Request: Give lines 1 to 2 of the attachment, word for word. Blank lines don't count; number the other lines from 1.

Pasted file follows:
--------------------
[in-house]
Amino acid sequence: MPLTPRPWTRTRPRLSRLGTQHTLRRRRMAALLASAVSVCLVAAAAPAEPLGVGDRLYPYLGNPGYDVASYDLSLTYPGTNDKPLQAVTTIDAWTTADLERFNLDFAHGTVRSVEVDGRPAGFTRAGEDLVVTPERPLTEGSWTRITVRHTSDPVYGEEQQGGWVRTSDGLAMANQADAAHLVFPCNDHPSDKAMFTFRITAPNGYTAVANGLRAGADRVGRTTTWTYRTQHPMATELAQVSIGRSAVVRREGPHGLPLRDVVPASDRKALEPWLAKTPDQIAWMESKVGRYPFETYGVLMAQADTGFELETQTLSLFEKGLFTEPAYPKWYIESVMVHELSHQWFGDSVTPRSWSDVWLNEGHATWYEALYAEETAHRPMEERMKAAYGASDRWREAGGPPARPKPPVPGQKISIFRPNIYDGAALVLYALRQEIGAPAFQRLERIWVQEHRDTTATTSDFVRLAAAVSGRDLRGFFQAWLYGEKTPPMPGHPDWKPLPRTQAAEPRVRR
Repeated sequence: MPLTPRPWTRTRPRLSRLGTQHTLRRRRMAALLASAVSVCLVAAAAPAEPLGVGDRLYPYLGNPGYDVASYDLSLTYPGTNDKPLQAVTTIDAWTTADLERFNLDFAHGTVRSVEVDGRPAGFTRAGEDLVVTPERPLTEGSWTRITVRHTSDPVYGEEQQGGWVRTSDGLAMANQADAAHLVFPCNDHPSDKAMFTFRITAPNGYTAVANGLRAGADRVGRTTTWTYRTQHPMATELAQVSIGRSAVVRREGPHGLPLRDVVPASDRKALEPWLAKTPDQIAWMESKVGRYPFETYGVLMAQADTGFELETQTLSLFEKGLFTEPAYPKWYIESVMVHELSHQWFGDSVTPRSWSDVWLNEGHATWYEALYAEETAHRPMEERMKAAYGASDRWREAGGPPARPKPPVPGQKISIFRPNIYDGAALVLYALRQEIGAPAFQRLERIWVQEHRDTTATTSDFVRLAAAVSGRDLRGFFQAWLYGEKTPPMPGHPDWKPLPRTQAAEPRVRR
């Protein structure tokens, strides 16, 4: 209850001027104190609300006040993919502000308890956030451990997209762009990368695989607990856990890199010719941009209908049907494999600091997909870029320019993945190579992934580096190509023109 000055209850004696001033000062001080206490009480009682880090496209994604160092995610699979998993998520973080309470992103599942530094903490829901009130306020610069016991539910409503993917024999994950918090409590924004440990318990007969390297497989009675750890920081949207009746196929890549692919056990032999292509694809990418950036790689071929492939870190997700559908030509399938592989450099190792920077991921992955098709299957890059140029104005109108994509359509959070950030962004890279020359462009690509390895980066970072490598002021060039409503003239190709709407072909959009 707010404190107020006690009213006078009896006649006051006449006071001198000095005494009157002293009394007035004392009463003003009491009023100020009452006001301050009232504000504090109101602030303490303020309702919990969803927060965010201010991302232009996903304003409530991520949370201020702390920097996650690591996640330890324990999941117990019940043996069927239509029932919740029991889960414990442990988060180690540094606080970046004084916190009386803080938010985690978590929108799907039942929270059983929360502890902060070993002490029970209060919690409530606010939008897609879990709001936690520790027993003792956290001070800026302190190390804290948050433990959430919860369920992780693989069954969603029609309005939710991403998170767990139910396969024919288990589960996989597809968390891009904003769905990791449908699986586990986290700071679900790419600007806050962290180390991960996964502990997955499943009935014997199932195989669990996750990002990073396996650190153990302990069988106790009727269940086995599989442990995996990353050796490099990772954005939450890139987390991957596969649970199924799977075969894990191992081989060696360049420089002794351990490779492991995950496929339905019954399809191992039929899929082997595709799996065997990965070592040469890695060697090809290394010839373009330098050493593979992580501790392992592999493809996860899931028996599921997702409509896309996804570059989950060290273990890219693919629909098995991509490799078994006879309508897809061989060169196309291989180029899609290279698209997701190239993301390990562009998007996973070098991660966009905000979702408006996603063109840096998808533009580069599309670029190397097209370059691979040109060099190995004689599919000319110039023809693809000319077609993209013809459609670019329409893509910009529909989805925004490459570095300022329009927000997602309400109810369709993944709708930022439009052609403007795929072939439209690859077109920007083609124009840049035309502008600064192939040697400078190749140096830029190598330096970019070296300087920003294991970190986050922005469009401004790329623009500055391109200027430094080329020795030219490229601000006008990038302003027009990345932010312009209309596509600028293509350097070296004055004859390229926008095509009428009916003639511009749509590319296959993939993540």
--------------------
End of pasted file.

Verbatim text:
[in-house]
Amino acid sequence: MPLTPRPWTRTRPRLSRLGTQHTLRRRRMAALLASAVSVCLVAAAAPAEPLGVGDRLYPYLGNPGYDVASYDLSLTYPGTNDKPLQAVTTIDAWTTADLERFNLDFAHGTVRSVEVDGRPAGFTRAGEDLVVTPERPLTEGSWTRITVRHTSDPVYGEEQQGGWVRTSDGLAMANQADAAHLVFPCNDHPSDKAMFTFRITAPNGYTAVANGLRAGADRVGRTTTWTYRTQHPMATELAQVSIGRSAVVRREGPHGLPLRDVVPASDRKALEPWLAKTPDQIAWMESKVGRYPFETYGVLMAQADTGFELETQTLSLFEKGLFTEPAYPKWYIESVMVHELSHQWFGDSVTPRSWSDVWLNEGHATWYEALYAEETAHRPMEERMKAAYGASDRWREAGGPPARPKPPVPGQKISIFRPNIYDGAALVLYALRQEIGAPAFQRLERIWVQEHRDTTATTSDFVRLAAAVSGRDLRGFFQAWLYGEKTPPMPGHPDWKPLPRTQAAEPRVRR